Two photos taken in 2010 catalyzed Egypt's revolution. The first showed the quiet smile of a young man called Khaled Said. The second, his corpse on the cold morgue table. Police had dragged the 28-year-old out of an Internet cafe and beaten him to death in the streets of Alexandria.
His story came to symbolize the brutality and corruption of Hosni Mubarak’s hated regime. A Facebook group called "We Are All Khaled Said" drummed up support for demonstrations on Jan. 25, Egypt’s national Police Day, which burgeoned into the massive uprising that unseated Mr. Mubarak.
But two-and-a-half years, two trials of Mr. Said's killers, and a revolution later, many say little has been achieved.
The policemen accused of killing Said remain free men. On Tuesday, their retrial was adjourned for a fourth time, and the case draws little public attention these days.
Human rights campaigners say the delays in Said’s case are symptomatic of a broader deferral of justice.
“You only have to walk around downtown Cairo to see that the revolution has not achieved what we hoped,” says Dalia Moussa, a spokeswoman for the Egyptian Center for Economic and Social Rights, a Cairo-based NGO. “There is no social justice: the people are still hungry, the police can still humiliate you.”
'I want to eat!'
When Egyptians took to the streets in 2011, they were bound more by hatred of the Mubarak regime than by a common vision for “bread, freedom, and social justice,” a popular chant throughout the uprising.
After Mubarak's resignation, there was little to hold the crowds together, and the disparate protests of the next two years quickly lost widespread support.
But a July 3 military coup sent the country’s first democratically elected president, Mohamed Morsi, into incommunicado detention, and set off a spiral of fresh protests by his Islamist supporters. This culminated in a sweeping crackdown on the Muslim Brotherhood and the country’s wider Islamist community. August was the bloodiest month in the country’s modern history, with more than 1,000 killed in political violence across the country.
Now the notorious security services are back on top, while the economy continues to falter and corruption remains rife.
“We keep fighting, but it is hard,” says Ms. Moussa. “Right now I am focusing on achieving an adequate minimum wage for the workers, but there are so many obstacles and many people see labor protests as a way of disrupting the country’s stability.”
This is the crux of the problem. The years of instability and economic hardship that followed revolution have convinced many that the upheaval is not worth it.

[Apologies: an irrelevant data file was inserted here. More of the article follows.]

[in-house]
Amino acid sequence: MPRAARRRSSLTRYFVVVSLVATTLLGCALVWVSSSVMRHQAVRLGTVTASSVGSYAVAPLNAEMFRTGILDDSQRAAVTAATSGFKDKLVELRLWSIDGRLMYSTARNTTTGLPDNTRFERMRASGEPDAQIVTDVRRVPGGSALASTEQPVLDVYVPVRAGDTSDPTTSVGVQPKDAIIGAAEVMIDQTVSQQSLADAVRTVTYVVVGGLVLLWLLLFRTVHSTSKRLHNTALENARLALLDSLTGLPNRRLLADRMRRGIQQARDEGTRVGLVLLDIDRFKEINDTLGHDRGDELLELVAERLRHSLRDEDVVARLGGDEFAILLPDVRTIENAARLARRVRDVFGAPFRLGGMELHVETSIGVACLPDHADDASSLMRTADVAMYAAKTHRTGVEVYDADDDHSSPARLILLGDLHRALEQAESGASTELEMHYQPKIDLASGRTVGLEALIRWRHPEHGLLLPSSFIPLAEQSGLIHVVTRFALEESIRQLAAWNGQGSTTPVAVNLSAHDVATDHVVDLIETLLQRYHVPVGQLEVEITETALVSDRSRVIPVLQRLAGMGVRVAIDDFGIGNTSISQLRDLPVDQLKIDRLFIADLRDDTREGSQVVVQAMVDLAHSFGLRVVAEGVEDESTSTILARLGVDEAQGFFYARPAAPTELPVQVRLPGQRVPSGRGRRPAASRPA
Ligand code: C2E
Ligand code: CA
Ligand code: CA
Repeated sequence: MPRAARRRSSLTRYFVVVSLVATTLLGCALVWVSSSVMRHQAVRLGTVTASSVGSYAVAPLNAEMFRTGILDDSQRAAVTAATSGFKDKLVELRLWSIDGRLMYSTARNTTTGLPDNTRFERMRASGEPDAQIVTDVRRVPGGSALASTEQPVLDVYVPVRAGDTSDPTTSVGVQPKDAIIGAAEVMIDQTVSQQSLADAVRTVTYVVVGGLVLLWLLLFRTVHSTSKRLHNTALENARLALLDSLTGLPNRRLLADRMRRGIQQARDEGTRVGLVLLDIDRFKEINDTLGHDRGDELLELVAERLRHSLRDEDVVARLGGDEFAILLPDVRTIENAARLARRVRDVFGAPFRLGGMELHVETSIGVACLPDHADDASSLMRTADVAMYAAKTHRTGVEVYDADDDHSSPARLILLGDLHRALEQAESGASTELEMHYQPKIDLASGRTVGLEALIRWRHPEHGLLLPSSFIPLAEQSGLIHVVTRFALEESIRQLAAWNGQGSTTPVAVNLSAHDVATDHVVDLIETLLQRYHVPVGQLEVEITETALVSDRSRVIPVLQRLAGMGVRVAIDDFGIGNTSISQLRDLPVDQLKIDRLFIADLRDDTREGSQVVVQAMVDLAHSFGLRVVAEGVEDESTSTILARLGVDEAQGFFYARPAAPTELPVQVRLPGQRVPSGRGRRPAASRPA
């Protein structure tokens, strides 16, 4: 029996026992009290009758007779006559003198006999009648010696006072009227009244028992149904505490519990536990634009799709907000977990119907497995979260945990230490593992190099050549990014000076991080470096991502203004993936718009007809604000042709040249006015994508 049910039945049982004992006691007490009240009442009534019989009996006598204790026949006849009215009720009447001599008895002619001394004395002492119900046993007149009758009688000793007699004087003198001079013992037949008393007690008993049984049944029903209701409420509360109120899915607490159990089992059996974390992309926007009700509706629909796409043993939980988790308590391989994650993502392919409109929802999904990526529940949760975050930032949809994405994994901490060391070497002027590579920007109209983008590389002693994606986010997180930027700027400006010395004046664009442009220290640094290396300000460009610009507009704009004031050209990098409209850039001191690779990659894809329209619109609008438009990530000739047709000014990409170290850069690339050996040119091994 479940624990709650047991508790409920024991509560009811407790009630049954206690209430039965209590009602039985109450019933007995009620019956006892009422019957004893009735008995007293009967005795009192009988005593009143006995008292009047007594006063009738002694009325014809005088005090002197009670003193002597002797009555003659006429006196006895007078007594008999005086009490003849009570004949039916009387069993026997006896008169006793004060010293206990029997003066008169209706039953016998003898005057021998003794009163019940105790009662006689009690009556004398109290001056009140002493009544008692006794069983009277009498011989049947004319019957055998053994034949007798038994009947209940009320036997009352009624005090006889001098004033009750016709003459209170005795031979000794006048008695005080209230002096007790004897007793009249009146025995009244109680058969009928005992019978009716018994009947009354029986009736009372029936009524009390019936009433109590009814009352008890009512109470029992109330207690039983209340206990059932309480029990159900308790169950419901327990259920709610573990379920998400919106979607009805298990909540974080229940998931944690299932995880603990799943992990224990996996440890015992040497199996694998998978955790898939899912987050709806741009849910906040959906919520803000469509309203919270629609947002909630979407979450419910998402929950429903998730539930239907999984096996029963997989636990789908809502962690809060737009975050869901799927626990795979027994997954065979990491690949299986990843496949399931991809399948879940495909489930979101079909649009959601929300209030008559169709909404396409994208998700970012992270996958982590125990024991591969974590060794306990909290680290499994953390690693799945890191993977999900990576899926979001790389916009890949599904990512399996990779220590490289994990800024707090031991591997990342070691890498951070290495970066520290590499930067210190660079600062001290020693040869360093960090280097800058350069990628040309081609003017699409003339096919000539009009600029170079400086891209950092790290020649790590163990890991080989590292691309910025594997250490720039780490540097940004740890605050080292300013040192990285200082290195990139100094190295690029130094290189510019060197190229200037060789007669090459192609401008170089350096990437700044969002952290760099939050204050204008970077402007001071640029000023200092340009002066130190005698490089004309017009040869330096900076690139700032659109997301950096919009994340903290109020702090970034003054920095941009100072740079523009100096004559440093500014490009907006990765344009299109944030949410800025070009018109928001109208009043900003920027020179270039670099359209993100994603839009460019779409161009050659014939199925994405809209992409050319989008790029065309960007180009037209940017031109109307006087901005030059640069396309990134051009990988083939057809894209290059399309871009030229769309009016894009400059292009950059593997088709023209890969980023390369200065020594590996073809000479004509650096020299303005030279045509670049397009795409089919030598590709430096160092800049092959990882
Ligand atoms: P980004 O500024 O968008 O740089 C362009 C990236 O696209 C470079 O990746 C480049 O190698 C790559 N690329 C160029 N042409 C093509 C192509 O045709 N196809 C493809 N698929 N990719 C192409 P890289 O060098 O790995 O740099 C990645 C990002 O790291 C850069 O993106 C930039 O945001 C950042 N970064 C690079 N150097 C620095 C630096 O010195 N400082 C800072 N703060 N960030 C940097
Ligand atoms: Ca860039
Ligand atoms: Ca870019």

Many Egyptians have now put their faith in the country’s military leader, Gen. Abdel Fattah al-Sisi and his civilian government to set the country on the right path, giving up, at least temporarily, on their democratic dreams. They want mass protests to stop.
“I’ve seen so many people come and go over the past two years, and they have changed nothing,” says Mohamed, a flag vendor in Tahrir Square, once the symbolic epicenter of Egypt’s revolution. “We have a fresh start with our father Sisi. Why can’t protesters go home and stop distracting the government from solving important problems like the economy? I want to eat!”
He too wishes to see a day when he does not have to fear the police repossessing his cart, but right now he says would rather see dinner on the table than security service reform.
The frequent changes of government personnel and sporadic violence on the streets has taken a heavy toll on Egypt’s economy. This week, a Reuters survey found that economists believe the economy will only grow 2.6 percent in the fiscal year ending June 2014, well below the 3.5 percent that Egypt’s government predicts.
Slow economic growth will mean further hardship for the millions of Egyptians who now struggle to afford food, and for whom new job prospects are out of reach.
The security crackdown has done little to improve the situation. Investors and tourists remain hesitant to return to Egypt.
In a gesture to quell popular frustrations, Egypt’s military-backed authorities have announced the scrapping of public school fees and discounts on basic food items. Prime Minister Hazem Beblawi has also proposed a minimum wage for some public sector workers, although the annual figure of 1,200 Egyptian pounds ($174) is based on demands made in 2008 and does not take into account the currency’s devaluation.
These measures will have little impact in practice, say campaigners. But they might succeed in gaining the Egyptian public's support as the government extends a security crackdown against its opponents.
“The government says they are fighting a war on terror, mainly against the Islamists, and that is popular right now because the Muslim Brotherhood’s rule left sour memories,” says Moussa. “But they know they cannot lock up thousands of people without adding a sweetener, so the timing of the minimum wage and other concessions is politically motivated. People are accepting the repression of others in return for a handful of their rights.”
Those who continue to fight are sanguine about the challenges of the future. “There is no country that changes overnight,” says Mahmoud Afify, the lawyer still battling for justice over Khaled Said’s murder. “The demands of our revolution would never have been achieved quickly. But with the passing of time, cultures change, people demand more.”
He pauses. “Or at least, I hope they will demand more."